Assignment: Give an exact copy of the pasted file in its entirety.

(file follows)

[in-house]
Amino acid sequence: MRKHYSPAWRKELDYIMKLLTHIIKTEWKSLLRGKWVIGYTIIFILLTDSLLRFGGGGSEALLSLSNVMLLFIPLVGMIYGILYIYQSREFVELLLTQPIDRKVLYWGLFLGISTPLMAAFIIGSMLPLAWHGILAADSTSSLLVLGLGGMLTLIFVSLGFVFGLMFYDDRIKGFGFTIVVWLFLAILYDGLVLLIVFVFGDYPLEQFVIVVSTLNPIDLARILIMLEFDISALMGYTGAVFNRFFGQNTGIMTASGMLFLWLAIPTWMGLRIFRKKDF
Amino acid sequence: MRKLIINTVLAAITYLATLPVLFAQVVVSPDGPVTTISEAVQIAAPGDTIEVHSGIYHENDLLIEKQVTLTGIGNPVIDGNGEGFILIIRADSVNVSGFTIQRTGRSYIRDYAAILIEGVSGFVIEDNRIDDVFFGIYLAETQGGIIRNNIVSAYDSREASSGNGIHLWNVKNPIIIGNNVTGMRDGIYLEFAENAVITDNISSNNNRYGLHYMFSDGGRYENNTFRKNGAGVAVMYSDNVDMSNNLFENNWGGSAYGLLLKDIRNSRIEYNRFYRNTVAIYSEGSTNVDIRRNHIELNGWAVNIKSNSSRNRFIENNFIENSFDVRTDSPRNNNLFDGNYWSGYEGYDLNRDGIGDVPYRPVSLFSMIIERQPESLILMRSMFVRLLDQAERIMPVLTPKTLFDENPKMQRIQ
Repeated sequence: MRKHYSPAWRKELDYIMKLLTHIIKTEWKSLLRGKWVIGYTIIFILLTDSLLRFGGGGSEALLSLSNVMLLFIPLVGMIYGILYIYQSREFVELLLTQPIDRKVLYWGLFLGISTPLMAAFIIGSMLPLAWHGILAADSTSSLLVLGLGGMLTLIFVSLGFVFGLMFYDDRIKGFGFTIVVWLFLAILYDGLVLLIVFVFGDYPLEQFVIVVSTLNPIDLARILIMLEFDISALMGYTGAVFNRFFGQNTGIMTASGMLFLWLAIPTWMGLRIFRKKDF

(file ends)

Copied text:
[in-house]
Amino acid sequence: MRKHYSPAWRKELDYIMKLLTHIIKTEWKSLLRGKWVIGYTIIFILLTDSLLRFGGGGSEALLSLSNVMLLFIPLVGMIYGILYIYQSREFVELLLTQPIDRKVLYWGLFLGISTPLMAAFIIGSMLPLAWHGILAADSTSSLLVLGLGGMLTLIFVSLGFVFGLMFYDDRIKGFGFTIVVWLFLAILYDGLVLLIVFVFGDYPLEQFVIVVSTLNPIDLARILIMLEFDISALMGYTGAVFNRFFGQNTGIMTASGMLFLWLAIPTWMGLRIFRKKDF
Amino acid sequence: MRKLIINTVLAAITYLATLPVLFAQVVVSPDGPVTTISEAVQIAAPGDTIEVHSGIYHENDLLIEKQVTLTGIGNPVIDGNGEGFILIIRADSVNVSGFTIQRTGRSYIRDYAAILIEGVSGFVIEDNRIDDVFFGIYLAETQGGIIRNNIVSAYDSREASSGNGIHLWNVKNPIIIGNNVTGMRDGIYLEFAENAVITDNISSNNNRYGLHYMFSDGGRYENNTFRKNGAGVAVMYSDNVDMSNNLFENNWGGSAYGLLLKDIRNSRIEYNRFYRNTVAIYSEGSTNVDIRRNHIELNGWAVNIKSNSSRNRFIENNFIENSFDVRTDSPRNNNLFDGNYWSGYEGYDLNRDGIGDVPYRPVSLFSMIIERQPESLILMRSMFVRLLDQAERIMPVLTPKTLFDENPKMQRIQ
Repeated sequence: MRKHYSPAWRKELDYIMKLLTHIIKTEWKSLLRGKWVIGYTIIFILLTDSLLRFGGGGSEALLSLSNVMLLFIPLVGMIYGILYIYQSREFVELLLTQPIDRKVLYWGLFLGISTPLMAAFIIGSMLPLAWHGILAADSTSSLLVLGLGGMLTLIFVSLGFVFGLMFYDDRIKGFGFTIVVWLFLAILYDGLVLLIVFVFGDYPLEQFVIVVSTLNPIDLARILIMLEFDISALMGYTGAVFNRFFGQNTGIMTASGMLFLWLAIPTWMGLRIFRKKDF